For example between Houston and El Paso. But given El Paso's high rate of gun ownership in which liberals are also very much interested in guns, given that gun laws are very relaxed and having a high poverty rate and a murder rate this low, it shows that access to guns is not the cause of violence in the US. The underlying cause is prohibition, the creation of a black market for drugs and failures in the education system. So if we could remove gun control as an option to treat the symptom, perhaps we could get politicians to address the underlying problem. It takes a lot more time and energy to address the real causes of violent crime and as long as the easy path to feeling good (gun control) is an option they will neglect the underlying causes.

I know the anti gun people would love to delete this thread, or hide the forum so no one reads this information, or have a law passed to ban expression of information they don't agree with, but you can't. Too bad. So the next closest thing you can do is try to discredit the OP calling me an "interloper", and that is pathetic.

Explain to me how I don't understand stats, this should be interesting.
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Euromutt Donating Member (1000+ posts) Send PM | Profile | Ignore Mon Nov-22-10 07:04 PM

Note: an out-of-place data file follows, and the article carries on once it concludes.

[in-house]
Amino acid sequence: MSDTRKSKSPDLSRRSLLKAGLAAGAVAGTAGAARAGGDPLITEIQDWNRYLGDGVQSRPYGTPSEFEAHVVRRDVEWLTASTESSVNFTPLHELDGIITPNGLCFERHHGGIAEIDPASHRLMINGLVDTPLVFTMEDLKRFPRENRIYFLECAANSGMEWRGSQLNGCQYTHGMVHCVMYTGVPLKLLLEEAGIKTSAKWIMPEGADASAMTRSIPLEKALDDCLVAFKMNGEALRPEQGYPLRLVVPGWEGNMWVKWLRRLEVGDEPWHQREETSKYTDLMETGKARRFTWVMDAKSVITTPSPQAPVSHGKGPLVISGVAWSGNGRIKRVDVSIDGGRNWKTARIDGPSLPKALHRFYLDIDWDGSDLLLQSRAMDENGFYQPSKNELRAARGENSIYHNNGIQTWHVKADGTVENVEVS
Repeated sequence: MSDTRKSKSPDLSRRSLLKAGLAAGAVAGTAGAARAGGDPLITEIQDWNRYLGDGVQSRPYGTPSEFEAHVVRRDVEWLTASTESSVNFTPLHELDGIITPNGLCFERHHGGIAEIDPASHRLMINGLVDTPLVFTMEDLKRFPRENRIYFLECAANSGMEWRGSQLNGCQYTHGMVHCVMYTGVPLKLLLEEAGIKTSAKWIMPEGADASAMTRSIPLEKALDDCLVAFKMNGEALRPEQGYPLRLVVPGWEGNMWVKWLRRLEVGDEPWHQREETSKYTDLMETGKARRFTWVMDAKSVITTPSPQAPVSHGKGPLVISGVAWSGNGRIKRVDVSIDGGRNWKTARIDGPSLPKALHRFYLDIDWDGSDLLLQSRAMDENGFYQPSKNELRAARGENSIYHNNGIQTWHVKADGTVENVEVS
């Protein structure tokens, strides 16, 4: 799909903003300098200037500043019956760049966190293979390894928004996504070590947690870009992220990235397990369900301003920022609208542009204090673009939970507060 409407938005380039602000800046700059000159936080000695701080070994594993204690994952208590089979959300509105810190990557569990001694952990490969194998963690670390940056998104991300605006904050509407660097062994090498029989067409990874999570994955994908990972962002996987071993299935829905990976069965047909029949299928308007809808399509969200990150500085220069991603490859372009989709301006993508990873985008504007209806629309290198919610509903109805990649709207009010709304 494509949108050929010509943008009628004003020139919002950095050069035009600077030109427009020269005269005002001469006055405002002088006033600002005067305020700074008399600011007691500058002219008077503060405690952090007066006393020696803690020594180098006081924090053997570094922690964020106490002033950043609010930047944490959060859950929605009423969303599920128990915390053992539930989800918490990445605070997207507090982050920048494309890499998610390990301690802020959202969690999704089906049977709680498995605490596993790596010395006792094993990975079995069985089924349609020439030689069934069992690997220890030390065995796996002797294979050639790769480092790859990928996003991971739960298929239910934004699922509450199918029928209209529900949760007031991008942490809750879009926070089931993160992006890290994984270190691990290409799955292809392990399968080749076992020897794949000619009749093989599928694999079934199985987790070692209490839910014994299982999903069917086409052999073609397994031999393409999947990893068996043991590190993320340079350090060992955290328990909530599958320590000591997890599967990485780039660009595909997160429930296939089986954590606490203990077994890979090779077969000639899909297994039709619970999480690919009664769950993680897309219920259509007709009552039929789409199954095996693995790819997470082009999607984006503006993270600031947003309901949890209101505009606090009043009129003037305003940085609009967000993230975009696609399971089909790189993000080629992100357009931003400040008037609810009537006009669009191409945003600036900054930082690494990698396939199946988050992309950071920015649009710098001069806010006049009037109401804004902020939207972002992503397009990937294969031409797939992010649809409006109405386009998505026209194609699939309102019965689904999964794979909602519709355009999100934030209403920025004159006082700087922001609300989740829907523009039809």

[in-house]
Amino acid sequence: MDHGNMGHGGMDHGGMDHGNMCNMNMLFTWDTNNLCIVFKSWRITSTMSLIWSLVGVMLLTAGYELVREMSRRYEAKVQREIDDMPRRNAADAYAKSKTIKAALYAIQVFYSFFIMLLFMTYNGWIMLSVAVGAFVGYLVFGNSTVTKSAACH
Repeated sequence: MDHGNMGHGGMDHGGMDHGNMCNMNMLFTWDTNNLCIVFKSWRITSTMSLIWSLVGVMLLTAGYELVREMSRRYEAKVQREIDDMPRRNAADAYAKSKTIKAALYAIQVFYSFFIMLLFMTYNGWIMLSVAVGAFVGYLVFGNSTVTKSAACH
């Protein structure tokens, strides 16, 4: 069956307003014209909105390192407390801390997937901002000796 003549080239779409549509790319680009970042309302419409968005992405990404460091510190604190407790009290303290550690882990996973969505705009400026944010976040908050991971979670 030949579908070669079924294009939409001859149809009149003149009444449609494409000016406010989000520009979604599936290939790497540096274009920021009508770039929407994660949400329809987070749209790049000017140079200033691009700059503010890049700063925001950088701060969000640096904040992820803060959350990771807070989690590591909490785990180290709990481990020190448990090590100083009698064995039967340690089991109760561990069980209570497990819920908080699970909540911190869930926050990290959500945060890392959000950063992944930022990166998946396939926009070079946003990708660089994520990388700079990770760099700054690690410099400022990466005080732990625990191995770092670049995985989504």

Response to Reply #20
30. I don't know that I can entirely agree with you wrt underlying cause
The underlying cause is prohibition, the creation of a black market for drugs and failures in the education system.

I think those factors do play a part, but I think there's underlying socio-cultural factors as well. Homicide rates in Europe went from being much higher in the late middle ages than any recorded American homicide rate, to being far lower than present-day American rates, even before the imposition of gun control measures.

My pet hypothesis is that a major factor is the cultural importance of self-image relative to the value of human life. When a female family member can "bring shame" on her family, and the culture requires that shame be erased with her blood, you get "honor killings." A corrosive influence on black culture in both the US and UK has been the influx of Jamaican "Yardies" for whom being shown "disrespect" was adequate cause to kill the offending party. A factor in why Japan's homicide rate is comparatively very low, and its suicide rate comparatively very high, may be to some extent the fact that in Japanese culture, shame is erased with one's own blood more readily than with the blood of another.

The idea that human life is worth more than one's perception of "honor" has really only been around since the Enlightenment, and its penetration is, to be blunt, very limited.